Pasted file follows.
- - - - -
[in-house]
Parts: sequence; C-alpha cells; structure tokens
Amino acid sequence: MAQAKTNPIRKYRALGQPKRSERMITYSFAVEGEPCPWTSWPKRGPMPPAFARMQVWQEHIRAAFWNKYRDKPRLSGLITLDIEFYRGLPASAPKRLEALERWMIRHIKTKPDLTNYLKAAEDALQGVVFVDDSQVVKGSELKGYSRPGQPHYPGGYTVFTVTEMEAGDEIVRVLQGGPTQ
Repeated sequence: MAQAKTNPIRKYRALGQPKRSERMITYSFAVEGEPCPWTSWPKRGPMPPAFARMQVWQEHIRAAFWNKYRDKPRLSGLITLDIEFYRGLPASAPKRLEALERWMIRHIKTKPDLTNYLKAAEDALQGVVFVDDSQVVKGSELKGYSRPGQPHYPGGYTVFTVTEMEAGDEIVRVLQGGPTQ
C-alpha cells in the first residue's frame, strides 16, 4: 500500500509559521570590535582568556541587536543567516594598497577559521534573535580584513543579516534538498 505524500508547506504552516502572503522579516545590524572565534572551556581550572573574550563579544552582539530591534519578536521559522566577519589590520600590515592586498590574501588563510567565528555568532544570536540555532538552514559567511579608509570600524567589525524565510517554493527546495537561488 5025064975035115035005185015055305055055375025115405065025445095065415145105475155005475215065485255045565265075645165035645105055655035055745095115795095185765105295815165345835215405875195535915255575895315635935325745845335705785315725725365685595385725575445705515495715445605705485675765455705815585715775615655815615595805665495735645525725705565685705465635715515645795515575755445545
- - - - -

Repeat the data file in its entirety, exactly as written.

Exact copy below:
[in-house]
Parts: sequence; C-alpha cells; structure tokens
Amino acid sequence: MAQAKTNPIRKYRALGQPKRSERMITYSFAVEGEPCPWTSWPKRGPMPPAFARMQVWQEHIRAAFWNKYRDKPRLSGLITLDIEFYRGLPASAPKRLEALERWMIRHIKTKPDLTNYLKAAEDALQGVVFVDDSQVVKGSELKGYSRPGQPHYPGGYTVFTVTEMEAGDEIVRVLQGGPTQ
Repeated sequence: MAQAKTNPIRKYRALGQPKRSERMITYSFAVEGEPCPWTSWPKRGPMPPAFARMQVWQEHIRAAFWNKYRDKPRLSGLITLDIEFYRGLPASAPKRLEALERWMIRHIKTKPDLTNYLKAAEDALQGVVFVDDSQVVKGSELKGYSRPGQPHYPGGYTVFTVTEMEAGDEIVRVLQGGPTQ
C-alpha cells in the first residue's frame, strides 16, 4: 500500500509559521570590535582568556541587536543567516594598497577559521534573535580584513543579516534538498 505524500508547506504552516502572503522579516545590524572565534572551556581550572573574550563579544552582539530591534519578536521559522566577519589590520600590515592586498590574501588563510567565528555568532544570536540555532538552514559567511579608509570600524567589525524565510517554493527546495537561488 5025064975035115035005185015055305055055375025115405065025445095065415145105475155005475215065485255045565265075645165035645105055655035055745095115795095185765105295815165345835215405875195535915255575895315635935325745845335705785315725725365685595385725575445705515495715445605705485675765455705815585715775615655815615595805665495735645525725705565685705465635715515645795515575755445545